The letters, which will be shown along with some 800 other documents, including letters written to Caruso, belong to an industrialist from northern Italy, who inherited them from his grandfather. The owner, who wishes to remain anonymous, wanted the collection to be made available to the public before he died.
Handwriting experts have confirmed that the letters were, indeed, written by Caruso.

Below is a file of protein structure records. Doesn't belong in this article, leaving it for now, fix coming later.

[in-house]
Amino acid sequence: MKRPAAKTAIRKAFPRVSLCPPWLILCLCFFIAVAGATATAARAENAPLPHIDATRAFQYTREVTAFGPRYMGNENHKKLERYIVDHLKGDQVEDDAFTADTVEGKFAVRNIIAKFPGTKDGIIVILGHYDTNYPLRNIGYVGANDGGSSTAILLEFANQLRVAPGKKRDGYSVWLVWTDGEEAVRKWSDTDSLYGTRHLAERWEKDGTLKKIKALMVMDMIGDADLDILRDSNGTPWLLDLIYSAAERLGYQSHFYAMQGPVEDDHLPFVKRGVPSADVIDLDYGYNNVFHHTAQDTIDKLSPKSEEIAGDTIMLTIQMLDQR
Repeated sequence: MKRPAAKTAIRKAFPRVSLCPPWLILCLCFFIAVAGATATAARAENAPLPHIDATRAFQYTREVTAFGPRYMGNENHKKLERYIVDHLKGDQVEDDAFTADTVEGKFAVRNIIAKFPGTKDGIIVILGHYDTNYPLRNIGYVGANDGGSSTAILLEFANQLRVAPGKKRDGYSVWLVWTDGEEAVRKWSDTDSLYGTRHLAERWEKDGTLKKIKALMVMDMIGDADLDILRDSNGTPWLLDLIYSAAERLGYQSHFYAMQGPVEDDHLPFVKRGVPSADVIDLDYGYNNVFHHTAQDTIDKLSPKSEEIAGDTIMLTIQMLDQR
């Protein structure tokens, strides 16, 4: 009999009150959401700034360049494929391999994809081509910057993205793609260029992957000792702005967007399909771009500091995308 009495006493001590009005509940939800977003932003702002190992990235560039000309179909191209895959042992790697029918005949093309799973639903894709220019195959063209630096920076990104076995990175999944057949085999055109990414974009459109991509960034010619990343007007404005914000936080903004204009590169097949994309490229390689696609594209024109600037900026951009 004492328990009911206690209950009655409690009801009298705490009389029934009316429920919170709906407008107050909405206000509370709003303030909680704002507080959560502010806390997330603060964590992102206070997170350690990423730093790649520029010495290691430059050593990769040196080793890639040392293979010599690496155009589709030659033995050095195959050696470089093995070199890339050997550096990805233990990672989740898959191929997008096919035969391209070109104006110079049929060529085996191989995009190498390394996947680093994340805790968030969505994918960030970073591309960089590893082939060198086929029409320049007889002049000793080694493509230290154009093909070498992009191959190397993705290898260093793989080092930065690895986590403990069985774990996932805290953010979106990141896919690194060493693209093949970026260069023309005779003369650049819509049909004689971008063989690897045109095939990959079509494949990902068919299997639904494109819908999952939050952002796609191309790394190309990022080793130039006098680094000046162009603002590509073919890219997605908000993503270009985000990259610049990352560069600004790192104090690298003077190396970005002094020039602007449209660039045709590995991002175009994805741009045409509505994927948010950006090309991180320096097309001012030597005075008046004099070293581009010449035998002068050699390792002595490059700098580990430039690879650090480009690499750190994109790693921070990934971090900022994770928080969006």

The collection includes letters to Ada Giachetti, the tenor's mistress of 11 years. In one letter, Caruso writes about performing the weeping-clown scene in Leoncavallo's I pagliacci. When Canio weeps because he believes his wife has been unfaithful to him, Caruso wrote, he cried real tears as he thought of Giachetti's real infidelities.
Giachetti had an affair with Caruso's chauffeur, and then ran away with him. She was later put in prison for trying to extort money from Caruso.